In case C-264/09, the Court of Justice interpreted the notion of ‘address’, as used in Art. 8(2)(a) of the 2004/48/EC Directive. Eleonora Rosati looked into this ruling, following her previous analysis of the Advocate’s General opinion. Although the CJEU considers that IP addresses and email address do not fall within the notion of ‘address’, Eleonora disagrees with such interpretation, arguing that this results corresponds neither with the everyday meaning of the term, nor to the overarching objectives of the 2004/48/EC Directive.
Kat Friends Peter Georg Picht and Erik Habich provided their thoughts on the Sisvel v. Haier case, handed down by the German Federal Supreme Court [also see Katposts here and here]. This decision, although generally in line with the CJEU’s approach in C-170/13, introduces new elements to the German approach to Standard Essential Patents (SEP) and to FRAND licensing.
Kat Friend Hugh Stephens took the journey into the history of Anglo-US copyright wars of the 19th century and their impact on the development Canadian literature (with Canada then being part of the British Empire). Tensions between British publishers and Canadian printers went so far, that Mark Twain famously said that all Canadians are born pirates. The disparities regarding the copyright protection afforded to foreign authors on the North American continent were only resolved with the signature of the Berne Convention by the British Empire and thereafter a bilateral copyright treaty between the British Empire and the US.
Former Guest Kat Valentina Torelli shared her analysis of the recent decision of the EU General Court in case T-100/19. The case revolves around the validity of a Community design for a vehicle component, first attacked by a competing company in the EUIPO (without success) and then at the General Court. Most notably, the Court addressed whether the grounds of invalidity under Art. 25(1) of Regulation 6/2002 are indivisible.
Kat Friend Roosa Tarkiainen looked into the antitrust investigation, opened by the European Commission, against the Apple App Store. The investigation under Arts. 101 and 102 of the Treaty on the Functioning of the European Union will focus on the Apple´s App Store’s set of rules for app distributors. This formal investigation was launched after a complaint from the rival music streaming service Spotify.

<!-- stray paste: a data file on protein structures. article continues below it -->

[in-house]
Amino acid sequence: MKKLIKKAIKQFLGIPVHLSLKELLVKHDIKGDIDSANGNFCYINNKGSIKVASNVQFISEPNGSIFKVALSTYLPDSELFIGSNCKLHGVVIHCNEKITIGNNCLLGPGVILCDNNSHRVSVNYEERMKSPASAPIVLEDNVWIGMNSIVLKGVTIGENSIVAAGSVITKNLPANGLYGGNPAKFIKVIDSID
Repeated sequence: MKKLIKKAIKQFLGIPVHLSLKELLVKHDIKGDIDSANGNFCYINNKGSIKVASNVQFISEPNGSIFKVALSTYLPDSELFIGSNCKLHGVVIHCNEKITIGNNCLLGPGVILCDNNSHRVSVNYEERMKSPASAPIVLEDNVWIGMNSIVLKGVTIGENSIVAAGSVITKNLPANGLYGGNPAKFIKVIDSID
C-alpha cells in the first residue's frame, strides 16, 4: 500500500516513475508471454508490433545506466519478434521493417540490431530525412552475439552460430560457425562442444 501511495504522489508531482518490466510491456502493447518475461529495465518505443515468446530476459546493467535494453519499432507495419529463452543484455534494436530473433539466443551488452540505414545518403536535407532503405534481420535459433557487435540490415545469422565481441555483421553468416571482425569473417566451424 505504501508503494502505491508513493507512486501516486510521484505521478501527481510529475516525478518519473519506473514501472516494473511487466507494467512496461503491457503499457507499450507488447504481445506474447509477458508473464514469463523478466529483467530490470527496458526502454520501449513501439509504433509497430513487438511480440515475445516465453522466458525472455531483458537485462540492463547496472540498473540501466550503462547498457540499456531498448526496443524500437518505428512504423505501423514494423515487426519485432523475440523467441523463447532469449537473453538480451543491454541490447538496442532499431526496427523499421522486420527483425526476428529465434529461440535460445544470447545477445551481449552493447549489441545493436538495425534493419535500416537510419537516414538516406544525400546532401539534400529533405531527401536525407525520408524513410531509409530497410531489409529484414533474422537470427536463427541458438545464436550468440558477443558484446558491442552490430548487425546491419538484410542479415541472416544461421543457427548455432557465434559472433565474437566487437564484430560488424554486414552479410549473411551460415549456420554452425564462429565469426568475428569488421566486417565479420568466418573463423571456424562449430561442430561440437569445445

Last week, the IPKat featured two (online) event reports: the first on the Virtual Fashion Law Update, provided by Kat Friend Gemma Louise Nimmo; and the second on the IBIL “IP Law, Policy and Practice” conference, authored by Kat Friend Duncan Bull. Be sure to regularly check our “Forthcoming events” list so as not to miss any future conferences.
Never Too Late 272 [Week ending July 5] The Patent Examination Board (PEB) releases further information on the 2020 UK patent exams | How to deal with abusive patent enforcement within the EU enforcement framework | Breaking: US Supreme Court holds that "generic.com" marks are not necessarily generic - USPTO v. Booking.com | "Nosecco" appeal goes flat in the High Court | The CJEU Brompton Bicycle case: a UK view | When does a communication to the public under EU copyright law need to be to a ‘new public’? A new research article | The National Copyright Administration of China: no more ‘black hole drama’ in the image market | Book Review: 3D Trademarks and other Non-Traditional Trademarks | Amsterdam Court of Appeal issues dynamic blocking injunction in long-running dispute between BREIN and ISPs | IP Federation celebrates 100th birthday by fighting COVID-19 and improving social mobility | European Pharma Law Academy returning (online) with special IPKat readers’ discount | Swedish Patent and Market Court upholds Sweden’s first dynamic blocking injunction | [Guest Post] Privacy and Data Protection in Chinese Civil Code: First Clarification of Personal Data Protection from the Perspective of Civil Law in China
Never Too Late 271 [Week ending June 28] [Guest Post] These boots are made for walking...and not for copyright protection | Long walk to copyright reform: South Africa’s Copyright Amendment Bill is back to the National Assembly | Neurim v. Mylan: UK Court of Appeal denies interim injunction in face of a launch-at-risk, but are damages really adequate? | BREAKING: Kymab caught the mouse as sufficiency strengthened by UK Supreme Court in Regeneron battle ( UKSC 27) | When the consumer getting the mark all wrong might be good for the brand holder | [Guest post] Shaping the right form of (IP) protection: The Moon Boot decision(s) | [Guest post] Swedish Patent and Market Court of Appeal applies C-21/18 Textilis in long-running pillow fight | ECtHR finds Russian website blocking approach contrary to Article 10 ECHR (freedom of expression and information) | ‘Standards & Patents’ 3-day event returns in digital format, again with a special IPKat readers’ discount
Never Too Late: if you missed the IPKat last week Reviewed by Anastasiia Kyrylenko on Sunday, July 19, 2020 Rating: